BBT talks to Chris Thelen, chief executive of the restructured Chambers Travel Group, which has been rebranded into five separate units:travel management, technology, elite & private clients, consultancy and events. The company says this rebrand is part of an ambitious growth strategy
Where do you see the growth opportunities for Chambers?
In the UK, we are placing even greater emphasis on the SME market, with a target of 50 per cent growth over the next year. We’re also aiming to win £28 million in new business from larger clients, spending £750,000 or more. In the case of meetings and events, we are looking for 38 per cent growth in the next 10 months, so it’s not a “little sister” any more. Consultancy is another area of major growth – the consulting side presents huge opportunities for us.
How will you achieve these levels of growth?
We want to grow organically. We want to grow our market share – we have got the strategy, we have got the technology, we have got the people, and we have got the experience. Obviously we would consider acquisitions – I don’t want to survive, I want to thrive – but having looked at a few opportunities, I just haven’t had a good feeling about them.
What do you see as the key factors to success?
It’s all about the clients, about establishing what they want, about understanding their needs. Take technology: we have a range of products, developed inhouse, but they’re not fixed – we are constantly customising the product to make it work for our clients. I am still very passionate about our customers, and I have a great team who are equally passionate about moving the business forward.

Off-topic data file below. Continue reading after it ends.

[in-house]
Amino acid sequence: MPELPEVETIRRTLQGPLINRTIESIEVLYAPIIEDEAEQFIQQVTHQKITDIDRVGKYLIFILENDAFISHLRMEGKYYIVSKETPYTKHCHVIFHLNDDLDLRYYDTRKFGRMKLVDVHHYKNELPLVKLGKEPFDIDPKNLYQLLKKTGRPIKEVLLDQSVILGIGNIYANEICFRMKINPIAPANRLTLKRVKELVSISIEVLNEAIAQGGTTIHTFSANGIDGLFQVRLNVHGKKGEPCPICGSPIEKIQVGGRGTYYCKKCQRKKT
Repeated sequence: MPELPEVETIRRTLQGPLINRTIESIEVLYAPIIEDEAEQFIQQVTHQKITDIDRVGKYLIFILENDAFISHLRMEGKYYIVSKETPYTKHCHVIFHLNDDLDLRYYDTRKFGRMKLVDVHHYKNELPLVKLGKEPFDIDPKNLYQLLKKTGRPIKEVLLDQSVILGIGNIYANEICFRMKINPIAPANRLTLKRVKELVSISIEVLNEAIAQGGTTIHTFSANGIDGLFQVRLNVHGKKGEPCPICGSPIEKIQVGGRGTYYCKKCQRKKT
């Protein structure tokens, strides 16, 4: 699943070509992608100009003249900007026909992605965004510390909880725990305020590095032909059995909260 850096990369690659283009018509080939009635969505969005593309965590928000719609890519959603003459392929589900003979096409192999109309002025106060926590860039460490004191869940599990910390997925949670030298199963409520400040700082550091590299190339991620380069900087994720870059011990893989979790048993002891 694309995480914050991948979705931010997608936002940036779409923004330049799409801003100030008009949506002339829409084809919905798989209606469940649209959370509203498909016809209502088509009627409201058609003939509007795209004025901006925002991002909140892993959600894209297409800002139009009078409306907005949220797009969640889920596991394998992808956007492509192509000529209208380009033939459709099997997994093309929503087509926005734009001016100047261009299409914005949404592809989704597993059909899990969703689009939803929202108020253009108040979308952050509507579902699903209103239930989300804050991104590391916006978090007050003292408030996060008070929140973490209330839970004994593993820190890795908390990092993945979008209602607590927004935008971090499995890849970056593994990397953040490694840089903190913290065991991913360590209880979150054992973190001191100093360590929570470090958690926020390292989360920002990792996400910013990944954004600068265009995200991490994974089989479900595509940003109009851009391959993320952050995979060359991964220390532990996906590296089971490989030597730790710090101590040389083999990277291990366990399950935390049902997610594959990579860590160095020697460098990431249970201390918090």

How you think changes in distribution, such as hotels and NDC, will impact on you and your clients?
If IATA goes ahead with NDC then it will have a fundamental impact on the industry as it will provide much less transparency - how can losing the ability to do comparison shopping be good for the customer?
I see the current distribution model continuing for another three years before we see any significant changes. I personally don’t see the end of GDSs yet. All I see currently is airlines trying to catch up with the low-cost model of luring passengers with seemingly low fares, but consumers end up paying a lot more by the time they land at their destination.
Looking forward, how do you see technology changing the landscape of managed travel?
The corporate travel industry needs to listen to the consumer – ie: the business traveller and the booker – and develop products that are intuitive, convenient and intelligent. Chambers has embraced web mobile in a big way because travel tools need to work across the widest range of appliances possible.
Most corporates have a company lockdown policy, meaning they do not allow employees to download apps onto their mobile business devises. But with web mobile tools such as our new portal myCT, there is nothing to install or download. Business travel technology needs to be easy to use and accessible because consumers want convenience at the touch of a button so that they can be more productive on the move, between meetings, or in quiet time, on any device they choose to use.